What to Expect When You Come to the Sunday Service
Our principal act of worship as a community of Christians is the weekly Liturgy, which includes:
- Our gathering and preparation
- The liturgy of the word
- The liturgy of the sacrament
- The dismissal
In this service, we offer a sacrifice of praise and thanksgiving to God, to remember Christ’s death that we might have life, and to renew our covenant bond with our Father by receiving His Son with bread and wine.
For two thousand years Christians have gathered weekly to listen to the words of Jesus and of the apostles and prophets of Biblical days, to remember Christ’s death and resurrection, and to be nourished by His divine life.
Entering the Church
When you first arrive at St. Chad’s, you enter the Narthex (the lobby) and will be greeted and given a bulletin, which outlines the order of the liturgy. The greeter will also hand you a hymn book, prayer book, and Bible.
If you are coming with children, you may also pick up an activity bag which contains colouring sheets, crayons, and a few other activity items. Please return the activity bag at the end of the service.
Parts of the Church
As you enter the church, you come into the main seating area, called the NAVE (from the Latin word for “ship”). In Christian art, the Church is sometimes pictured as a ship sailing for the kingdom of God. The passengers of the ship are the parishioners sitting in the main part of the church.
From your seat, you can see the other parts of the church. At the front is the CHANCEL, raised by a step above the level of the nave. It is from here that the liturgy will be led.
To the right is a LECTERN (from the Latin “to read”). The Bible readings appointed for the week are read from here. To the left is the PULPIT (from the Latin, “raised structure on which preachers stand”). This is where the minister preaches the sermon.
In the centre is the ALTAR. The altar is where the bread and wine of Holy Communion are consecrated and administered. It is the Lord’s Table.
Preparing To Worship
A Community Act
You may sit anywhere you like in the nave (in the areas that are not roped off). Prepare your heart and mind for what is about to happen by quietly praying. The word LITURGY means “work of the people.” Everyone is involved in the worship.
The clergy at St. Chad’s normally wear a white garment called an ALB (from the Latin for “white”). When clergy conduct a service of Evening Prayer, they wear a black garment called a cassock. When a cassock is worn, a surplice is worn over it. It is white and quite loose with large sleeves. The clergy who leads the service is called the celebrant.
At 4:30 p.m., it is time for the Liturgy to begin. The service liturgy is based on either the Book of Common Prayer or the modern English 1552 Holy Communion service approved for use in the Anglican Network in Canada.
Our Gathering and Preparation
We begin with a greeting and a song, joining our praise with all the saints who continually offer their praise to God in heaven.
After this, we pray. One of the prayers we pray is called the COLLECT FOR PURITY. This is a prayer of preparation for worship. We ask God to help us worship Him.
A COLLECT (pronounced CALL-LECT) is a short prayer comprised of a single sentence. It usually has five parts:
(1) an address in which we invoke God,
(2) an acknowledgement of a Divine attribute related to our request,
(3) a request,
(4) a desire for some benefit resulting from the granting of the request, and
(5) a conclusion in which we invoke the name of Christ or of the Holy Trinity.
Here is the Collect for Purity according to this five-fold pattern:
(1) ADDRESS – Almighty God
(2) ACKNOWLEDGEMENT – to whom all hearts are open and all desires known, and from whom no secrets are hid,
(3) REQUEST – cleanse the thoughts of our hearts by the inspiration of your Holy Spirit,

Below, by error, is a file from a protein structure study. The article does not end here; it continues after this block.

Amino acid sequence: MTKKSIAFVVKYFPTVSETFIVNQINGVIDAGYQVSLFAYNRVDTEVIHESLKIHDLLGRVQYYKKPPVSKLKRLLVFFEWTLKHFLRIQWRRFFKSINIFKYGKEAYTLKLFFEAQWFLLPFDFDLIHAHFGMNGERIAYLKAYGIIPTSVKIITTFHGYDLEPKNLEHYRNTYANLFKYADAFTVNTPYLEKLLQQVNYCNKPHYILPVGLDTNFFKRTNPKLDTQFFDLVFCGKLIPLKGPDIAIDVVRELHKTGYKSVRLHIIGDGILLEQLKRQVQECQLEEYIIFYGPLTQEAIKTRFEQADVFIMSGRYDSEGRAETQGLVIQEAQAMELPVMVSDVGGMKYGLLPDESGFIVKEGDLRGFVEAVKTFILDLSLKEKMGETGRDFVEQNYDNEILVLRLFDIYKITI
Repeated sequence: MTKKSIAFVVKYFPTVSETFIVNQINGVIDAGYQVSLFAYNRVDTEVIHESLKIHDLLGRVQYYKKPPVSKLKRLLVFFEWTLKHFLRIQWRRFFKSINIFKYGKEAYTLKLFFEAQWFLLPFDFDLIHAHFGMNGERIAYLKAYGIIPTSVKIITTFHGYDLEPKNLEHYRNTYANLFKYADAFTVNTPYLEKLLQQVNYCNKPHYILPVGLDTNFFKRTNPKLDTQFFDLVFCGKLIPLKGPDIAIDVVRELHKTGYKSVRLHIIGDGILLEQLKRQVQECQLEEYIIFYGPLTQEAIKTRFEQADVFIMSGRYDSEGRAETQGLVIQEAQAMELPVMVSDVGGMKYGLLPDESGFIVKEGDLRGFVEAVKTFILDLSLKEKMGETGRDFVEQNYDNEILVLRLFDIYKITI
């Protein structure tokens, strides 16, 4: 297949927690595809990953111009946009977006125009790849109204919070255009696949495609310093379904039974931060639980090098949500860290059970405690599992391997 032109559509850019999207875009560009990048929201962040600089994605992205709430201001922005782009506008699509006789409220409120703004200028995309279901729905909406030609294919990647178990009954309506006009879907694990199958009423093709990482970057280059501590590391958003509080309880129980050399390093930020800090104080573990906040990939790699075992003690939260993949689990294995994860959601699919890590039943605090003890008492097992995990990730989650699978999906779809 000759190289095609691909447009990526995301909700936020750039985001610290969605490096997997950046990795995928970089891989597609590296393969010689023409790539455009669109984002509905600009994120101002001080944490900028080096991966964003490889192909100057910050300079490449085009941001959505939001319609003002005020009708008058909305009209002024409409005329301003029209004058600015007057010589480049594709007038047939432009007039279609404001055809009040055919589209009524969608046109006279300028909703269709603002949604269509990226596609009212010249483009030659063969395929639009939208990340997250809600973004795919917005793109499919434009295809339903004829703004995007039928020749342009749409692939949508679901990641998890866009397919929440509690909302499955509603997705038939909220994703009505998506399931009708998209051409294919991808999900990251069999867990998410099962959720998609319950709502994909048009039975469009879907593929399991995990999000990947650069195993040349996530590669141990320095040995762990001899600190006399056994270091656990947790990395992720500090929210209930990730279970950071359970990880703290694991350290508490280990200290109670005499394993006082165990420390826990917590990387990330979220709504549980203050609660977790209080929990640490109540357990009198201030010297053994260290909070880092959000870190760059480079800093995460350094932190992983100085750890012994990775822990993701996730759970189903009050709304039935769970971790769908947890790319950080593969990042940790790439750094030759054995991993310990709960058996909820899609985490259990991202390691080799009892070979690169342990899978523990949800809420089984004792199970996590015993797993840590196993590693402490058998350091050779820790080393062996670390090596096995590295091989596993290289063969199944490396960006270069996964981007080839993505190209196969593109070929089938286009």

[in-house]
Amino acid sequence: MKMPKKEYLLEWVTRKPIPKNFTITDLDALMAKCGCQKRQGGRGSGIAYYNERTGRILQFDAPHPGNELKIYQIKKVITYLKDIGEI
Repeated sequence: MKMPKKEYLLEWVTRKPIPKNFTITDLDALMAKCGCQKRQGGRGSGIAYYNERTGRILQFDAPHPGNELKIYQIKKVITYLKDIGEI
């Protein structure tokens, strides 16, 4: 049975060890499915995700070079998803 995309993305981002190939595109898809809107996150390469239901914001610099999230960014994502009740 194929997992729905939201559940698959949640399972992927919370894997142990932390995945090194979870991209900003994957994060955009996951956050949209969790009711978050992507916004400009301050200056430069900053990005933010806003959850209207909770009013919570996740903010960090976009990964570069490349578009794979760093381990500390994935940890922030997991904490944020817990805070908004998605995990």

(4) DESIRE – that we may perfectly love you, and worthily magnify your holy name,
(5) CONCLUSION – through Jesus Christ our Lord. Amen.
Review of the Commandments
The next thing we do is hear a summary of the commandments, or the recitation of the Ten Commandments. This is done to remind us of God’s holy character, and that we are called to reflect His life and holiness.
We sometimes follow this with a short prayer: “Lord, have mercy; Christ, have mercy; Lord, have mercy.” We do this because after hearing the law, we come with all our failings to receive God’s mercy.
Following this prayer, we pray the Collect for the Day, a prayer which changes each week, but which follows the general outline of Address, Acknowledgment, Request, Desire, Conclusion.
Liturgy of the Word
What follows next is the Liturgy of the Word. Here we listen to readings from Scripture, and hear a sermon. We also confess our faith by reciting the Apostles’ or Nicene Creed.
The scripture readings come from a lectionary, a schedule of readings that has two aims. One aim is to help the church systematically read most of the Bible every three years. A second aim is to reflect themes related to the particular time in the Church year. The lectionary provides four readings each Sunday: an Old Testament lesson, a Psalm, an Epistle lesson, and a reading from the gospels.
The gospel reading is handled differently than the other readings.
- Whereas members of the parish read the first and second lesson, the gospel is generally read by the clergy.
- Whereas we sit for the other readings, we always stand for the gospel. Whereas the other readings are announced and read, before and after the gospel reading we say words of praise, “Glory to you, Lord Jesus Christ!” and “Praise to you, Lord Jesus Christ.”
- Whereas the other readings are always from the lectern, the gospel may also be read from the centre of the church or from the pulpit.
Before the sermon, children 12 years old and under go to their Sunday school class and return before the Administration of Communion.
The sermon is usually based on one of the readings, but could be based on another text or topic at the discretion of the preacher.
This is where we declare our common faith. Occasionally we use the Apostles’ Creed, which is shorter and is the creed we affirm at our baptism. The Nicene Creed is longer and a wonderful outline of our faith. It tells God’s story and summarizes the important things God has revealed to us about the Divine Persons, Father, Son and Holy Spirit and about God’s work in the world, primarily through his Son, Jesus Christ our Lord.